The pads enable the monkeys to sleep sitting upright on thin branches, beyond reach of predators, without falling.
In whales, the term callosity refers to the rough, calcified skin patches found on the heads of the three species of right whales. Callosities are a characteristic feature of the whale genus Eubalaena. Because they are found on the head of the whale and appear white against the dark background of the whale's skin, they make it very easy to identify individuals of the species.
The callosities themselves are grey, but their white appearance is due to large colonies of whale lice, whale barnacles and parasitic worms which reside on them. Young whales and diseased individuals are often infested with a different species of cyamid, which gives the callosities on those whales an orange hue rather than white. Callosities arise naturally and are present even in late-term whale fetuses, although the work of lice digging into the surface of the skin may make them more jagged and hard over time.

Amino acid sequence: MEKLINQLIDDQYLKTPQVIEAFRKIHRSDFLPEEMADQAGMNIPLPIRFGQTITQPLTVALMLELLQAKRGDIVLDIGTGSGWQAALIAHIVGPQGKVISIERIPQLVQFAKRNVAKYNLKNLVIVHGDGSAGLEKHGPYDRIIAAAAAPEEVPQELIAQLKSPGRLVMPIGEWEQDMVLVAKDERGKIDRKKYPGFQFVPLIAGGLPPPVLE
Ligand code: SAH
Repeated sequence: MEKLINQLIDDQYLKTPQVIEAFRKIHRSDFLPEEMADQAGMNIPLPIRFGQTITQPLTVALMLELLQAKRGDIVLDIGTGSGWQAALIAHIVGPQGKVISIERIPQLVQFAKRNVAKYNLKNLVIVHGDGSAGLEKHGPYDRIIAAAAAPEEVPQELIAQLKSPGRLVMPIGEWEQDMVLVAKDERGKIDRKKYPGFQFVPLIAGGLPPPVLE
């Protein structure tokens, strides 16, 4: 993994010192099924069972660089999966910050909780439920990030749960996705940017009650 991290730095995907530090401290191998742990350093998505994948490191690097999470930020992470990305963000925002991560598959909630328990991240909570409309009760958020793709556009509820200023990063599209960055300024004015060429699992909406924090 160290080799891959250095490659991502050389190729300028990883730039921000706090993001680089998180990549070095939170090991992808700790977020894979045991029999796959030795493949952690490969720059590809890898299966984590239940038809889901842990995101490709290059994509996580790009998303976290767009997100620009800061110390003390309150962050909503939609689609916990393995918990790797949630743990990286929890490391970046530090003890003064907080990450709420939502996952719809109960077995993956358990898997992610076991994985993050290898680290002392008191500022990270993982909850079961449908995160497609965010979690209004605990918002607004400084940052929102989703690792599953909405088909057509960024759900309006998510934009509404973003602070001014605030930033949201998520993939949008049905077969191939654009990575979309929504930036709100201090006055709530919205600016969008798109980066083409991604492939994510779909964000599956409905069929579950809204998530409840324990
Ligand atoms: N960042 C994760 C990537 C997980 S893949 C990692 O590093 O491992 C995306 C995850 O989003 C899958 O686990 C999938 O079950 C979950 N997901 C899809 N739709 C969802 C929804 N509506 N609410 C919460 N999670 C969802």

Callosities are found on the upper surface of the whale's head: above the eyes, on the jawline and chin, and surrounding the blowholes. Callosities form a unique pattern on every right whale and, although callosities which are overgrown break off, the patterns do not change over a lifetime. That makes them a very useful tool for the purposes of photo-identification and conservation.
The evolutionary significance of callosities is unknown. Male right whales have a higher density of callosities than females. Males have been observed scratching one another with their callosities and it has been suggested by Payne & Dorsey (1983) that they are a sexually dimorphic feature, used for intra-specific sexual aggression. That explanation is not entirely satisfactory, because it does not account for the appearance of callosities in females. It has also been proposed that the barnacles attached to callosities are important in helping fend off attacks by orcas.
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- Steudel (1981), p 399
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